I play a lot in Jersey, Crack. The "common man" there is pretty well heeled.

Some of the highest taxes in the country.

Only a couple of hellholes... Newark and Trenton.

Revenant said...

He grew up in Freehold Borough, which neither was nor is "incredibly rich". He certainly lives in a rich neighborhood now, but then again... he's rich now. :)

jr565 said...

Re Springsteen:
Does anyone's voice blend well with Springsteens? Maybe Tom Waits. Combine that gravel and you might even get something so gravelly as to be smooth. Maybe together they sound like the everly brothers.

Springsteen is a fraud. He, like many other artists, have found that common cause with the common man can equal big bucks if you're a musician, so they keep writing their odes to the working class all the way to their mansion on the hill. I figure, you only really get one legitimate stab at authenticity (unless you don't make it of course) until every follow up is simply a caricature of the life the artist no longer knows if they ever did.
I lump in John cougar Mellencamp in with the frauds. Gonna die in a small town indeed. He's just going to have the biggest house in that small town.

William T. Sherman said...

I don't mind the Springsteen duet, except that his new vocals don't add much to the previous version. As for his politics, let's be honest -- most of his stated positions aren't wildly unreasonable. There are honorable people who believe the Middle East wars are wrong, that we've gone too far in sacrificing some freedoms for more security, that rendition is immoral, that accused foreign terrorists should benefit from all of the protections of the U.S criminal justice system, and that our immigration policies are inhumane. I disagree with each and every one of these positions, but I also understand that I may be wrong and he may be right.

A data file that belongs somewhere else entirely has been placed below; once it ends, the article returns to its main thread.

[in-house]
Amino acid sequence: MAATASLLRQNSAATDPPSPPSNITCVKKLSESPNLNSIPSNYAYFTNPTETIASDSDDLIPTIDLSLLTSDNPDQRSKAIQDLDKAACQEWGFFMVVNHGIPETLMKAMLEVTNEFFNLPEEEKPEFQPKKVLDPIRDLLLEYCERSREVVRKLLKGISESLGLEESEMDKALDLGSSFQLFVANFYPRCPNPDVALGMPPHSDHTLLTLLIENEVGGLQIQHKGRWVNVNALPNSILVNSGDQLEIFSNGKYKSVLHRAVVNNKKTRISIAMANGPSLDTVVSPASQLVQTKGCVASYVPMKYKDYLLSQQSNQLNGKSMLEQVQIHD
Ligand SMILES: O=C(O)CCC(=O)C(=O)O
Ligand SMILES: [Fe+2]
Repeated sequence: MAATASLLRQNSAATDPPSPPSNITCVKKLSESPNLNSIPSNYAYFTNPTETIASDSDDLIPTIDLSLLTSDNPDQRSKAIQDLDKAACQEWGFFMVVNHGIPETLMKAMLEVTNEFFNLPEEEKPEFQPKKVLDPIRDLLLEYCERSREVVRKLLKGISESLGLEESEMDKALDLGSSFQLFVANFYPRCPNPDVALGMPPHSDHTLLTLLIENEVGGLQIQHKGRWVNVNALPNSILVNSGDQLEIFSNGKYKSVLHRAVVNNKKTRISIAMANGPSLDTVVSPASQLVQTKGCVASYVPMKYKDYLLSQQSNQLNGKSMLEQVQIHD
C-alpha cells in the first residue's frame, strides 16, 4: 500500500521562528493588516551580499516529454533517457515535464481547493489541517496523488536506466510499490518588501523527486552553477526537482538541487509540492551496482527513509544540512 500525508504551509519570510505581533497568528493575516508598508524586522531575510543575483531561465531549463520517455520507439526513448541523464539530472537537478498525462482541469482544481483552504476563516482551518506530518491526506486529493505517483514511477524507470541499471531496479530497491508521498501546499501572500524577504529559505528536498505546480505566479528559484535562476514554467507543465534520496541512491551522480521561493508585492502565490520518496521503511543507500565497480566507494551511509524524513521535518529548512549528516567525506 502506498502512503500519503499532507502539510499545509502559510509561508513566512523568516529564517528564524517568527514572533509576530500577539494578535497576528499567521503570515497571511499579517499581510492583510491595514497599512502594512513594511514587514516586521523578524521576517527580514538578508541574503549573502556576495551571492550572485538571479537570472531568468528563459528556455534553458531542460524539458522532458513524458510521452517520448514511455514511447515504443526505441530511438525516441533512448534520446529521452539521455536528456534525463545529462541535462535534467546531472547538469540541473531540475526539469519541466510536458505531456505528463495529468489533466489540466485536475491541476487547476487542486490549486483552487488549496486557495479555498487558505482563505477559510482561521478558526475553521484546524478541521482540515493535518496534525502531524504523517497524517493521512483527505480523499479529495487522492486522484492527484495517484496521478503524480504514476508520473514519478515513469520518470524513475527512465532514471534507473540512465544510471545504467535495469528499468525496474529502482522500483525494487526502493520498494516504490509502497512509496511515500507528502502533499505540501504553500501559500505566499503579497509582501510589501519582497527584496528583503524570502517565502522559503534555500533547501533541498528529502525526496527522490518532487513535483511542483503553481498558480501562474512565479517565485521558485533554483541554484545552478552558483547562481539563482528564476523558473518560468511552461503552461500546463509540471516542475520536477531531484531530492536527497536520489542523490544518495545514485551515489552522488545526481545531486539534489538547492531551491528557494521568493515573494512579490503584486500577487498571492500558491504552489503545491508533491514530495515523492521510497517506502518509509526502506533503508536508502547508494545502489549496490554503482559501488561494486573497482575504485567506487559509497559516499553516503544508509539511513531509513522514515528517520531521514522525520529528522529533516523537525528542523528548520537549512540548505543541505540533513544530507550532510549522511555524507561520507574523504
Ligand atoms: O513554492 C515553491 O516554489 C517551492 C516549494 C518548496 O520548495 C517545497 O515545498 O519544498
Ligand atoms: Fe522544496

The problem with Springsteen’s positions is that he only takes them when they benefit the Democratic Party. While Bush was in office Bruce sang every night about bringing our soldiers home, and spoke at length about “illegal” government wiretaps, criticized rendition, and the policy of denying habeas corpus to suspected terrorists. In the three years since Obama was elected (with Springsteen’s considerable help) the new administration has adopted most of those same policies, and even ratcheted a few of them up to new levels. How has Springsteen reacted to this supposed lawlessness from his fellow Democrats? Complete and total silence, of course.

For eight years Springsteen stood on stage and pretended to his audience that he was taking moral positions and making moral judgments, when in fact he was taking political positions and making political judgments. For many of his fans that’s the lie that cannot be forgiven or forgotten. Even those fans who agree with everything he said now know at least on a subconscious level that the man is a fraud who will say anything to promote his own brand of politics. He and they might not care, but once you sell your principles they can never be bought back.